On July 2nd, the Laborers’ District Council of Chicago and Vicinity voted to walk off roadway construction projects in the Chicagoland area. The union representing construction workers in Chicagoland proper is the International Union of Operating Engineers, Local 150. However, the strike will affect workers on road construction, bridge repair, and sewer and water improvement projects in ten Chicago area counties.

In Chicago, construction crews walked away from repairs being done on the Eisenhower Expressway, one of the busiest highways in the entire nation. The Illinois Department of Transportation (IDOT) had to secure the sites to avoid headaches for the Fourth of July holiday and the return to normal traffic flow that would occur on Tuesday, July 6th when many motorists resumed regular use of the Eisenhower and other roadways currently under construction.

In the past, the American people have been willing to chip in and do their part when the nation has faced a crisis. Yet in a time when real unemployment numbers are hovering closer to 17 percent across the nation, apparently union bosses with the Laborers’ District Council of Chicago and Vicinity and specifically, the International Union of Operating Engineers feel it’s a good time to flex their muscles while many Americans struggle simply to put food on their tables. The strike was called because of language in the current contract proposal that would increase workers’ health care costs by 10 to 12 percent. *

These union workers are earning $45 to $50 an hour. This group includes the flaggers who hold signs warning motorists to slow down or stop. There would be thousands of Chicagoans who would be happy to earn a third of the wages these union leaders have negotiated for their members. Once again, unions demonstrate an unwillingness to do their part to serve the greater good, instead leaving Illinois taxpayers to foot the entire burden for costs related to America’s crumbling infrastructure.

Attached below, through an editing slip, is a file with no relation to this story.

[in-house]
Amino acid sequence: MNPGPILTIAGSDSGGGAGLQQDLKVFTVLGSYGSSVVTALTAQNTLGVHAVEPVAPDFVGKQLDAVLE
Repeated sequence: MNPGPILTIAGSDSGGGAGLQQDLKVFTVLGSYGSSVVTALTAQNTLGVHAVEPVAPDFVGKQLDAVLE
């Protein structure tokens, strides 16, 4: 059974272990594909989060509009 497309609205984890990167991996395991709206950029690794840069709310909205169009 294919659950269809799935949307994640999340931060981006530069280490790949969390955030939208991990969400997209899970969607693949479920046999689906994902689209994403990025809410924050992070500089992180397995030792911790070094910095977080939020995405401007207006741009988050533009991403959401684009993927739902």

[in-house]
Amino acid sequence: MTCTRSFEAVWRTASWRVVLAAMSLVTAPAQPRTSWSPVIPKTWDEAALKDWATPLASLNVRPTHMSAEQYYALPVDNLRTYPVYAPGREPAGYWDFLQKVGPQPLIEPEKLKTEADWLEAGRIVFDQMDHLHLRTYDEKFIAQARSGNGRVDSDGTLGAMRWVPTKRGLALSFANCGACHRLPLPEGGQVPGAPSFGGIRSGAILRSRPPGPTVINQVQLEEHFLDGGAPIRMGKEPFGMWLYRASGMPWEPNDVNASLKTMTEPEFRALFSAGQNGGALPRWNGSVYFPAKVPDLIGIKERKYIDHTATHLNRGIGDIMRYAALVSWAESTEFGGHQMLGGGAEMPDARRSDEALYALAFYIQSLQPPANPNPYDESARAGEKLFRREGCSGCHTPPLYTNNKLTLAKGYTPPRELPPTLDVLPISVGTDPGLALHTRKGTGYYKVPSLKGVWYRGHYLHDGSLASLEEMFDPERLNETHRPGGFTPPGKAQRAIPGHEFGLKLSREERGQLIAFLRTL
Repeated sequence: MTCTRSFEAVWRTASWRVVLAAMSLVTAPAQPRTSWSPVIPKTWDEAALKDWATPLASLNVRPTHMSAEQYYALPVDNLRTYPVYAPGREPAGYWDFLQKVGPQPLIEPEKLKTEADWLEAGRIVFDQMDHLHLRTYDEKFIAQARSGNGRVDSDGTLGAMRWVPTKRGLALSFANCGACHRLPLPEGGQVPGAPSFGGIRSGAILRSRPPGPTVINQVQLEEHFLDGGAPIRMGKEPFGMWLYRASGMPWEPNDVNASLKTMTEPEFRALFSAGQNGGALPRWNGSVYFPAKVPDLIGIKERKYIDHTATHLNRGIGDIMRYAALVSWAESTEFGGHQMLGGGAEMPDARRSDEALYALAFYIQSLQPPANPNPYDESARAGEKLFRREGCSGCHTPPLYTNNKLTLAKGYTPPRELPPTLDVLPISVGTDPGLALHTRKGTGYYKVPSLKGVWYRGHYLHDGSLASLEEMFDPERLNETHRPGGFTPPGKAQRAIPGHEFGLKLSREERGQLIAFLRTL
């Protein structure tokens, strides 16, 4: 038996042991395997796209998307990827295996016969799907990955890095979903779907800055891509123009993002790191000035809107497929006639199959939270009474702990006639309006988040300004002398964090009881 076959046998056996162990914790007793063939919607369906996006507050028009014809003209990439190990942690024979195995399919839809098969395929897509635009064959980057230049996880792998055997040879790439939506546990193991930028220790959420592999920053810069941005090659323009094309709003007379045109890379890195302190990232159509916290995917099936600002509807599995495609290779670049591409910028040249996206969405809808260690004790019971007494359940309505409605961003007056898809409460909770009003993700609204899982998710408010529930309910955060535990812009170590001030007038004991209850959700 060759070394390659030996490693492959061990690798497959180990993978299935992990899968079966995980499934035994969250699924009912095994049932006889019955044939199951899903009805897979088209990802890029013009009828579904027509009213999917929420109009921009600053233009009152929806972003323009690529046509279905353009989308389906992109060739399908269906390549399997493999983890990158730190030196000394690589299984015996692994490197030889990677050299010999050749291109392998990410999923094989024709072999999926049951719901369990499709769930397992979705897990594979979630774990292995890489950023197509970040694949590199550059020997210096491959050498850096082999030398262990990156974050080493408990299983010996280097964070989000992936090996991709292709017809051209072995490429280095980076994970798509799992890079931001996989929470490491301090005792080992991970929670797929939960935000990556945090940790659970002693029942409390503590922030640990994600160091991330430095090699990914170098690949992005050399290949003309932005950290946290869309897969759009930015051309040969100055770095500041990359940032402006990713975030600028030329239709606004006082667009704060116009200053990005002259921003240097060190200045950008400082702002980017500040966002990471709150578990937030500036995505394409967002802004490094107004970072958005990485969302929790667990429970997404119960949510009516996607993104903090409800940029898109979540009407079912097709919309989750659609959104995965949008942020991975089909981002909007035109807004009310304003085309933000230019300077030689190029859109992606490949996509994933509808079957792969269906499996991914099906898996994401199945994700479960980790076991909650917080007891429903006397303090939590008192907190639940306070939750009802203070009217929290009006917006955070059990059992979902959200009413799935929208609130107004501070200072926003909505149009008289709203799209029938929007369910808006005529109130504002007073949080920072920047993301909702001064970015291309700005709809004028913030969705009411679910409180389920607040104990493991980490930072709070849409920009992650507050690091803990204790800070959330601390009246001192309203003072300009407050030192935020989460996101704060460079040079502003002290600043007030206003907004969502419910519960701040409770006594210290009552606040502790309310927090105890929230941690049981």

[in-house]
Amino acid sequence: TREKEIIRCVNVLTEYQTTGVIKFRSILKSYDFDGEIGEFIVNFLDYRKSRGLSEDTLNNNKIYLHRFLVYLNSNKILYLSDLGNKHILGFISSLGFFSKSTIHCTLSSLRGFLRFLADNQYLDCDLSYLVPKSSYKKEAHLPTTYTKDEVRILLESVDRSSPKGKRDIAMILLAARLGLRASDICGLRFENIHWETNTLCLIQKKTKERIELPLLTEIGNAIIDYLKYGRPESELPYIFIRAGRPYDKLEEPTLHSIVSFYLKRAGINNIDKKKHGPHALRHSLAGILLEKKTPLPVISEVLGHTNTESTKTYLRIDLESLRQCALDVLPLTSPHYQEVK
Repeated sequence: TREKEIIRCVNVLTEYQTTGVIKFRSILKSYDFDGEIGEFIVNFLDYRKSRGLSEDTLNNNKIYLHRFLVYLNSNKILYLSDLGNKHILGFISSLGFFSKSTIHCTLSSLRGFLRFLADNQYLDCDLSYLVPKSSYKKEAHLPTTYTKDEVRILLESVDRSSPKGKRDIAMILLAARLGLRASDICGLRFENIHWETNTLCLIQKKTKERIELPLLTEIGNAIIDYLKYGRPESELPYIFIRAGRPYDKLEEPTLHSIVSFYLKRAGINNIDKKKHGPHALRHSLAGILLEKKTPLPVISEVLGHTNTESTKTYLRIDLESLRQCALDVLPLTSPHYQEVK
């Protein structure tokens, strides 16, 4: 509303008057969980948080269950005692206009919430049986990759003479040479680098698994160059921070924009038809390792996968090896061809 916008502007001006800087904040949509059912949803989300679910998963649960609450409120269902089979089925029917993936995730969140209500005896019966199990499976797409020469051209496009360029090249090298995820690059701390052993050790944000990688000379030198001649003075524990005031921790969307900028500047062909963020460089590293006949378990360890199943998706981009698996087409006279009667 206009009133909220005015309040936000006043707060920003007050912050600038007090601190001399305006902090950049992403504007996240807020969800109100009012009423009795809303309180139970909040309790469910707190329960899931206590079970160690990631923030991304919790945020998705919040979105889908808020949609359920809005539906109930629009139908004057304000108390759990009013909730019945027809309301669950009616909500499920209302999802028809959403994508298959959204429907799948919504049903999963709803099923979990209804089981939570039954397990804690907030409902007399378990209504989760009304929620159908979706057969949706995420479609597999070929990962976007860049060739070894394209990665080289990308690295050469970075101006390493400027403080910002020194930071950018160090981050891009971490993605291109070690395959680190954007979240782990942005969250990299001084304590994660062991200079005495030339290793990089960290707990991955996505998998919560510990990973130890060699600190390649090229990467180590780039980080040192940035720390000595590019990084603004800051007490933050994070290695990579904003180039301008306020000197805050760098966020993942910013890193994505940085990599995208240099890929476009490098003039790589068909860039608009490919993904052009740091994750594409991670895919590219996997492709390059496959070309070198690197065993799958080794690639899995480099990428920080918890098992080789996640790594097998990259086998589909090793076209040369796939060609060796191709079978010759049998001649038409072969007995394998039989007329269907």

This is another example of how big labor’s reckless pursuit of unrealistic, unsustainable wages and benefits are decidedly anti-family and come at the expense and inconvenience families and taxpayers.

* According to a recent Rasmussen Poll, 60 percent of Americans favor repealing the Health Care Reform bill that’s now law. Weren’t the unions in favor of it because it was supposed to bring health care costs down and resolve all of our healthcare problems? Apparently the union leaders are as out of step with the average American as are our elected Congressmen in Washington, D.C.

Chicago Public Schools 

The Chicago Public Schools System (CPS) must cut its budget. There is simply not enough money to support an already bloated system which most would agree has failed many children. But here’s the rub. You would think the planned lay-offs required to meet the budget shortfall would be implemented in such a way as to provide the best education possible for Chicago’s children. Most reasonable Chicago residents would agree the best teachers should be the last to be laid-off. Yet a merit system is not being implemented.

Many Chicagoans feel good teachers deserve a good salary. In fact, there are some who contend teachers in parochial schools, who earn far less than their public school counterparts, do a much better job in terms of providing a quality education for their students. But the system of public education — which is dominated by and at the whim of powerful teachers unions — does not follow a path of common sense. Bloated salaries for union management should be cut and bad teachers, no matter how long they’ve been teaching, should be the first of the 2,700 teachers be laid off. Yet the unions continue to protect the jobs of these individuals who have failed our children in the third largest school system in America.

The CTUs refusal to lay off bad teachers directly and negatively affects thousands of Chicago students. Once again, we have another example of how big labor refuses to act in the best interests of taxpayers who expect their resources to be used effectively and efficiently.

David  E. Smith
Dave Smith is the executive director of Illinois Family Institute (501c3) and Illinois Family Action (501c4). David has 30 years of experience in public policy and grass-roots activism that includes...